CDA 230 Amended with Passage of FOSTA-SESTA
In a groundbreaking victory for victims and survivors of online sex trafficking, FOSTA-SESTA, which targets websites that have knowingly facilitated sex trafficking and pimping on their platforms, was signed into law Wednesday after it passed the Senate on March 21 with a 97-2 vote. The new law allows victims and survivors to seek civil remedies, at both the federal and state levels, from website companies that have knowingly profited from their exploitation. Bad actor websites, like Backpage.com, will no longer be able to escape liability by hiding behind section 230 of the Communications Decency Act (CDA 230).
Since the Senate passed FOSTA-SESTA and prior to its signing into law, many websites shut themselves down, presumably because they had knowledge that they were engaged in potential criminal conduct online. Also, a number of online platforms began to reevaluate their policies, taking a closer look at whether or not their sites had inadvertently promoted sex trafficking and pimping. Multiple review boards, where sex buyers flocked online to rate the women and girls they exploited, also began to shut down their operations.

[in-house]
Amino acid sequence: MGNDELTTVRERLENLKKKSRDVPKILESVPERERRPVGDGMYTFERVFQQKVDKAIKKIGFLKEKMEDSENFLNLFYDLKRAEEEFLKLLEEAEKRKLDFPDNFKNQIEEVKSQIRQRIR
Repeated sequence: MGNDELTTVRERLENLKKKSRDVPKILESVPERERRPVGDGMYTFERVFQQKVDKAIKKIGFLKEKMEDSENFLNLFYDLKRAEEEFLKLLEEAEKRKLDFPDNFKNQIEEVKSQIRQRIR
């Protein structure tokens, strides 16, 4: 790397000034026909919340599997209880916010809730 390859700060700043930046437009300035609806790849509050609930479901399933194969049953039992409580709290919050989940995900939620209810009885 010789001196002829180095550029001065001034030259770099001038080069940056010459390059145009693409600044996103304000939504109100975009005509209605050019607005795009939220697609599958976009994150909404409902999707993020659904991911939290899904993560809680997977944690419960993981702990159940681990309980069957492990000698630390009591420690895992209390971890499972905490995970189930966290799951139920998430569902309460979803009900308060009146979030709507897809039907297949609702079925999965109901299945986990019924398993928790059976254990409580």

On April 6, the FBI seized Backpage.com servers and the site shut down in the U.S. and Canada. A grand jury in Phoenix brought a 93-count indictment against seven people, including co-founder Michael Lacey, for money laundering and facilitating sex trafficking. The case is ongoing. Meanwhile, on Thursday, CEO Carl Ferrer pleaded guilty to one count of conspiracy and three counts of money laundering in California and Texas Attorney General Ken Paxton announced the company pleaded guilty to human trafficking.
Survivor leader Melanie Thompson, who was trafficked in New York City at the age of 12, told us why she believes FOSTA-SESTA is necessary and why she is hopeful the cases against Backpage.com will proceed:
“It was Backpage that made my experience in prostitution worse for me and better for my pimp He made me write the ads and profited three times more using Backpage. The sex buyers who found me on Backpage were the most violent and demanding; they didn’t care that I felt violated and degraded. Backpage helped my pimp keep them coming.”
This legislative success would not have been possible without the brave survivors, family members of victims of online sex trafficking and social justice activists, who have been advocating for years to amend CDA 230. We are also grateful to the lawmakers who listened to survivors and understood it is our national responsibility to hold those engaging in and profiting from criminal conduct online accountable. Sens. Rob Portman, R-Ohio, Richard Blumenthal, D-Conn., and Claire McCaskill, D-Mo. deserve a special thanks for steadfastly leading the way on this bi-partisan effort.
CATW will continue its legislative initiatives around online sex trafficking and keep fighting until we have a world without sex trafficking, including on the internet.